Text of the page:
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# How does z_factor affect Surface Volume (3D) units?

1990
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08-18-2016 01:12 PM
Deactivated User

What are the units of volume output by Surface Volume (3D) when a non-default (=1.0) z_factor has been specified?

I am working with a DEM which has lateral (xy) units of meters and vertical (z) units of centimeters. I need to calculate the volume below a height (measured in centimeters). I have used the following syntax to do this:

arcpy.SurfaceVolume_3d(r'C:\mydem.tif', r'C:\mycsv.csv', 'Below', height, z_factor=0.01)

Assuming this is the correct specification, will the output units of volume be cubic-meters, or cubic-centimeters? The values I am getting lead me to believe the units are cubic-centimeters.

Note some related topics/questions:

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7 Replies
MVP Emeritus

using the logic of 0.34ish feet/meter when x,y is meters and z in feet, I would say 100 cm/meter is your conversion, giving the suggested difference factor of 10^6 as suggested in the last link.  If in doubt, do a sample, your answer will seem either wildly off or slightly less confusing... I would go with the later

Deactivated User

Thanks for your reply Dan. That suggestion in the last link was my own, and unfortunately it's just a guess. My hope in creating a separate topic was to put this thing to rest with a definitive answer from someone with extensive experience with the tool or direct knowledge of the programming. Perhaps, as you suggest, I should just go create a toy raster with known units and experiment, though it would be much more satisfying to get it directly from the horse's mouth (as they say).

MVP Emeritus

As in the height link... of which there are now many... you need to do the calculation yourself, your error will be a factor of 10^4 which for a calculation in a small area, only one is going to seem correct and the other is going to be wildly off... I haven't even done the math, nor do I purport my answer to be correct, but that is how I address binary answers.... one is going to be right and one is going to be really wrong, ergo my feet/meter example, 0.34ish is a long way from 0.01ish and why people are less comfortable with the feet to meters thing than they should be with the centimeters to meters thing.   By extension, what would you do if the elevations were recorded in millimeters? now your margin is 10^6

As a tip, the feet to meters conversion the 0.34ish is what you multiply your feet values to get an approximation to feet, so if you have a height of 3ish feet, it is 1ish meters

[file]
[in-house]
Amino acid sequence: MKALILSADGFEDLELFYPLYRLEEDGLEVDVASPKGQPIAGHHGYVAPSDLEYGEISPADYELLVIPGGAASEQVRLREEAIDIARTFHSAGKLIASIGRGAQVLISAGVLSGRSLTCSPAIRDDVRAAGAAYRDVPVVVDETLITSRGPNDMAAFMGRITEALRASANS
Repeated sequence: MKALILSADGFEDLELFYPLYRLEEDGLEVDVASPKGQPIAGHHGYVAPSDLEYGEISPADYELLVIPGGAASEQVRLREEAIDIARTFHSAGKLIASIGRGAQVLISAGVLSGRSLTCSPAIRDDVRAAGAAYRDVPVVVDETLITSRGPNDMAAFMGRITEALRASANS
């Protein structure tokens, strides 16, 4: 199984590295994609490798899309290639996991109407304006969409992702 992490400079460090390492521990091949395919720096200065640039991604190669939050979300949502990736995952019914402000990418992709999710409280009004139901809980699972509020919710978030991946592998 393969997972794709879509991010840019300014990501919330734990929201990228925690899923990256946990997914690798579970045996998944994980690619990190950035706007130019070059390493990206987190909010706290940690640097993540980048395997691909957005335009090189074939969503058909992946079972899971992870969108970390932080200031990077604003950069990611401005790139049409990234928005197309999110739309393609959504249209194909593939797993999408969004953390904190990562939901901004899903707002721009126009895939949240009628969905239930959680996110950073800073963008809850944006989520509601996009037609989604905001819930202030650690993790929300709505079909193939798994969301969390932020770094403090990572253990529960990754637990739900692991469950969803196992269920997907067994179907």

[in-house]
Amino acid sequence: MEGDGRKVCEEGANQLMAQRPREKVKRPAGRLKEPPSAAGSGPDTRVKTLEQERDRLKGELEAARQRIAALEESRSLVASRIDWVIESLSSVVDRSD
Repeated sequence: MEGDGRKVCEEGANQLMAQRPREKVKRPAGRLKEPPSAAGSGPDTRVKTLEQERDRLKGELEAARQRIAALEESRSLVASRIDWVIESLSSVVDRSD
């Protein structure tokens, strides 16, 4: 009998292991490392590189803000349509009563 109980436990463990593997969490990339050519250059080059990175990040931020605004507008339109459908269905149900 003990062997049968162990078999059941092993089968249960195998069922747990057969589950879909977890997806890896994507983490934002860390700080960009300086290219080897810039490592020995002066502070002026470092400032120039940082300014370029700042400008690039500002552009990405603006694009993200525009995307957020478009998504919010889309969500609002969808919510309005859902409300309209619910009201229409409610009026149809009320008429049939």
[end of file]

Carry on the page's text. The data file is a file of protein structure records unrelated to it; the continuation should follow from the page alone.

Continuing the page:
Deactivated User

I created a toy raster with the following values:

30 30 30 30

30  0   0  30

30  0   0  30

30 30 30 30

and a projection of NAD_1983_Albers, with 30x30 m cells (to match my DEM motivating the issue). I then ran Surface Volume (3D) with the following settings:

Reference Plane: BELOW

Plane Height: 30

Z Factor: 0.01 **Note I was not allowed to change this value in ArcMap; it was interpreted by default from the projection.

Based on my multiple open topics, here are results I could expect given those inputs:

• plane height is in meters, z factor is m/cm: volume = (30 m)*(30 m)*(30 m)*(4 cells) + (30 m)*(30 m)*(29.7 m)*(12 cells) = 428,760 m^3
• plane height is in centimeters, z factor is m/cm: volume = (30 m)*(30 m)*(0.3 m)*(4 cells) = 1,080 m^3
• plane height is in meters, z factor is in cm/m: volume = (30 m)*(30 m)*(30 m)*(4 cells) = 108,000 m^3
• plane height is in centimeters, z factor is in cm/m: volume = (30 m)*(30 m)*(0.3 m)*(4 cells) = 1,080 m^3

The actual results are... 241,650 somethings^3.

My conclusion: either I dont understand what this tool is doing (and my topics asking for more explanation are well-founded), my experiment was flawed, or there's something very wrong with the tool.

If anyone can shed some light on the topic, I would be really appreciative.

MVP Emeritus

Well this comment would tend to throw any attempt at manual calculations off since cell extent is not how it is done (from the link at the start of your post).

A raster surface is evaluated using the extent of the center point of each cell, as opposed to the extent of the entire cell area. The resulting analysis will decrease the data area of the raster by half a cell relative to the data area displayed for the raster.

Deactivated User

Thanks for your reply. Can you explain what the statement means? Does it mean that the result is half as big as expected, or that the volumes for all pixels along one side are half as big, or that volumes for all pixels along the border are half as big, or that the result will be off for one pixel? The statement in the documentation, while pointing to one reason why I might have different results, still obscures how one would go about calculating surface volume using their technique, and thus from understanding how I should specify inputs to the tool.

MVP Emeritus

I will have to run an example myself to check the math... currently on iThingy, so no Arc* access